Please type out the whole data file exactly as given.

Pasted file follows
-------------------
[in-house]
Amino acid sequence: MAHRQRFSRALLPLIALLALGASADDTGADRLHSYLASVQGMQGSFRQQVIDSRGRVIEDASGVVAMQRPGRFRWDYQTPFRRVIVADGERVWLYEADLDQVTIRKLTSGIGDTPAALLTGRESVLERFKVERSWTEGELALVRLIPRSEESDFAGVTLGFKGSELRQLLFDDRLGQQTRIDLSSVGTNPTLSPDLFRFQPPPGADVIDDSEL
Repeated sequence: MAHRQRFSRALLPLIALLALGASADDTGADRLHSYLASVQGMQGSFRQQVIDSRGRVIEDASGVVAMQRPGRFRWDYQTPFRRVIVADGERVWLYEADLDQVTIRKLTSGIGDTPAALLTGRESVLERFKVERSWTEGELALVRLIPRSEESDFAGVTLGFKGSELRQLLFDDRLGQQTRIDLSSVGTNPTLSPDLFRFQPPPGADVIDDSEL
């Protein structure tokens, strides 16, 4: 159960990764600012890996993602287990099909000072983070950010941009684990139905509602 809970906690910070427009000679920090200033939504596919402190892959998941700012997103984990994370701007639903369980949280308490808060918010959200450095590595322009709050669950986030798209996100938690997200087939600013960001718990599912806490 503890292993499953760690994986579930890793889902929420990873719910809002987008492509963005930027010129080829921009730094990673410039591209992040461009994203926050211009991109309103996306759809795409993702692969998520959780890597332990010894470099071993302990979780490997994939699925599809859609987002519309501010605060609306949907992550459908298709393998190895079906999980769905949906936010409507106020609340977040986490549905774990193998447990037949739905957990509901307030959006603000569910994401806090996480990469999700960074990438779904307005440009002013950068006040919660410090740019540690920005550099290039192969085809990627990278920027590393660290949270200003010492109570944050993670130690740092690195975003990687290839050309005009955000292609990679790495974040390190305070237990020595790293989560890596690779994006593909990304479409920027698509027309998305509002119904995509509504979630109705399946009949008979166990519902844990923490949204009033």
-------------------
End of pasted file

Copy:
[in-house]
Amino acid sequence: MAHRQRFSRALLPLIALLALGASADDTGADRLHSYLASVQGMQGSFRQQVIDSRGRVIEDASGVVAMQRPGRFRWDYQTPFRRVIVADGERVWLYEADLDQVTIRKLTSGIGDTPAALLTGRESVLERFKVERSWTEGELALVRLIPRSEESDFAGVTLGFKGSELRQLLFDDRLGQQTRIDLSSVGTNPTLSPDLFRFQPPPGADVIDDSEL
Repeated sequence: MAHRQRFSRALLPLIALLALGASADDTGADRLHSYLASVQGMQGSFRQQVIDSRGRVIEDASGVVAMQRPGRFRWDYQTPFRRVIVADGERVWLYEADLDQVTIRKLTSGIGDTPAALLTGRESVLERFKVERSWTEGELALVRLIPRSEESDFAGVTLGFKGSELRQLLFDDRLGQQTRIDLSSVGTNPTLSPDLFRFQPPPGADVIDDSEL
């Protein structure tokens, strides 16, 4: 159960990764600012890996993602287990099909000072983070950010941009684990139905509602 809970906690910070427009000679920090200033939504596919402190892959998941700012997103984990994370701007639903369980949280308490808060918010959200450095590595322009709050669950986030798209996100938690997200087939600013960001718990599912806490 503890292993499953760690994986579930890793889902929420990873719910809002987008492509963005930027010129080829921009730094990673410039591209992040461009994203926050211009991109309103996306759809795409993702692969998520959780890597332990010894470099071993302990979780490997994939699925599809859609987002519309501010605060609306949907992550459908298709393998190895079906999980769905949906936010409507106020609340977040986490549905774990193998447990037949739905957990509901307030959006603000569910994401806090996480990469999700960074990438779904307005440009002013950068006040919660410090740019540690920005550099290039192969085809990627990278920027590393660290949270200003010492109570944050993670130690740092690195975003990687290839050309005009955000292609990679790495974040390190305070237990020595790293989560890596690779994006593909990304479409920027698509027309998305509002119904995509509504979630109705399946009949008979166990519902844990923490949204009033």